A parliamentary panel on the new Companies Bill has suggested that salaries of chief executives should be capped and the decision on amounts of managerial remunerations is best decided by shareholders.
The panel asked the Corporate Affairs Ministry to formulate a “rational formula” for managerial remunerations.
“The committee are of the view that an overall outer ceiling on managerial remuneration may be prescribed,” said the Parliamentary Standing Committee on Finance, which last week presented its report on Companies Bill 2009 in the Lok Sabha. “The Ministry may evolve a rational formula for this purpose.
The remuneration payable within this overall ceiling may be decided by the remuneration committee of board or shareholders as already proposed in the Bill,” it added. Currently, according to section 198 of the Companies Act 1956, total remuneration paid to managerial personnel cannot be more than 11 per cent of net profit, while an individual manager’s compensation is capped at 5 per cent of net profit.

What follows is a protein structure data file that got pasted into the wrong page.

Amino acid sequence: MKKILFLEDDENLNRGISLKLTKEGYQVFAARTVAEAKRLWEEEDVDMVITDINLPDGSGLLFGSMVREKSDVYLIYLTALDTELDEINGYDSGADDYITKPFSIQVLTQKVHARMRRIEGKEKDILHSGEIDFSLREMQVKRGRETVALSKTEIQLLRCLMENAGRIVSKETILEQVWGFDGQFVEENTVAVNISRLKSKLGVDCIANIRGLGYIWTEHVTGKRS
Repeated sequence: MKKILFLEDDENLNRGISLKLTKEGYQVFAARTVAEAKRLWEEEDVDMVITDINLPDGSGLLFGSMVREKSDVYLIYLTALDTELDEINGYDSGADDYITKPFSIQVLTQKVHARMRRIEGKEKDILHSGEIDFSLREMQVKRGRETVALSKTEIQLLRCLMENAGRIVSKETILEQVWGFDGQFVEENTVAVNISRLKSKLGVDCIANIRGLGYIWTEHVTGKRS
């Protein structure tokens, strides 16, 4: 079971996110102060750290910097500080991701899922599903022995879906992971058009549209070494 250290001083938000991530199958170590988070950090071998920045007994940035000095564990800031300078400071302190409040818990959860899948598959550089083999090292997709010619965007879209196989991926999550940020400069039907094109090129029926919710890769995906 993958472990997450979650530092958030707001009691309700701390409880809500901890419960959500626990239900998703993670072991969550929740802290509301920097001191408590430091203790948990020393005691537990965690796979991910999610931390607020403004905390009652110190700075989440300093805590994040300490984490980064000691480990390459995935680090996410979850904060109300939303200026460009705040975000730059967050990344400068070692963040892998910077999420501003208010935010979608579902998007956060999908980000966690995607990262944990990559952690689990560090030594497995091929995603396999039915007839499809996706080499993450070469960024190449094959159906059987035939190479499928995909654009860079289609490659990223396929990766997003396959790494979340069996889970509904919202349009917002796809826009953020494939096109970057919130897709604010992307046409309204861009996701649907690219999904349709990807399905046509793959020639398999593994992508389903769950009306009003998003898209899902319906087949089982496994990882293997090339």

If a company wishes to break the ceiling, it requires a go ahead from the Corporate Affairs Ministry. Besides, in case a company fails to garner profit or the profit is not adequate, it requires the Central Government’s approval to dole out salaries.
The panel has further suggested that in the event of established fraud or fudging of profits by the company, remuneration paid to the key managerial personnel may be recovered. The Committee’s report has came after almost eight months of deliberation.
The revised Companies Bill is expected to be tabled in Parliament in the winter session, or latest by the Budget session and is likely to be enacted by the end of this fiscal.
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